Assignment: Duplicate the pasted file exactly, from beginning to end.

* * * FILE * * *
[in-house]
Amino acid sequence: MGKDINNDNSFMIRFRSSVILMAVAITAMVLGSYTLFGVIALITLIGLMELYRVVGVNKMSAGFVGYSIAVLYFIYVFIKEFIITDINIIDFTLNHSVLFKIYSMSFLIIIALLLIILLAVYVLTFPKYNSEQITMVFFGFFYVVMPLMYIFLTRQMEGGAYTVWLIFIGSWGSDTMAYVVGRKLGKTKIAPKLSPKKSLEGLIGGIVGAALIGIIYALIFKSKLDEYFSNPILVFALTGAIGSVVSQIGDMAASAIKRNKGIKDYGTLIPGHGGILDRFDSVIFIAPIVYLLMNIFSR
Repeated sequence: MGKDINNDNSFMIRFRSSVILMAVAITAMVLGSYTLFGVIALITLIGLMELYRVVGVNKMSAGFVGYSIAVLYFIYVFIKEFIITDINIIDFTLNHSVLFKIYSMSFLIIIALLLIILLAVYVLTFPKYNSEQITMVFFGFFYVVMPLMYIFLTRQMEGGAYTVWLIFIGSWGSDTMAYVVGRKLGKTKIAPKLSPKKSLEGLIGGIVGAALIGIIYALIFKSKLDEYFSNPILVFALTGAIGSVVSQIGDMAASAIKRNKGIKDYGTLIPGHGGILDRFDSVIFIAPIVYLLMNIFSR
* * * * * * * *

[in-house]
Amino acid sequence: MGKDINNDNSFMIRFRSSVILMAVAITAMVLGSYTLFGVIALITLIGLMELYRVVGVNKMSAGFVGYSIAVLYFIYVFIKEFIITDINIIDFTLNHSVLFKIYSMSFLIIIALLLIILLAVYVLTFPKYNSEQITMVFFGFFYVVMPLMYIFLTRQMEGGAYTVWLIFIGSWGSDTMAYVVGRKLGKTKIAPKLSPKKSLEGLIGGIVGAALIGIIYALIFKSKLDEYFSNPILVFALTGAIGSVVSQIGDMAASAIKRNKGIKDYGTLIPGHGGILDRFDSVIFIAPIVYLLMNIFSR
Repeated sequence: MGKDINNDNSFMIRFRSSVILMAVAITAMVLGSYTLFGVIALITLIGLMELYRVVGVNKMSAGFVGYSIAVLYFIYVFIKEFIITDINIIDFTLNHSVLFKIYSMSFLIIIALLLIILLAVYVLTFPKYNSEQITMVFFGFFYVVMPLMYIFLTRQMEGGAYTVWLIFIGSWGSDTMAYVVGRKLGKTKIAPKLSPKKSLEGLIGGIVGAALIGIIYALIFKSKLDEYFSNPILVFALTGAIGSVVSQIGDMAASAIKRNKGIKDYGTLIPGHGGILDRFDSVIFIAPIVYLLMNIFSR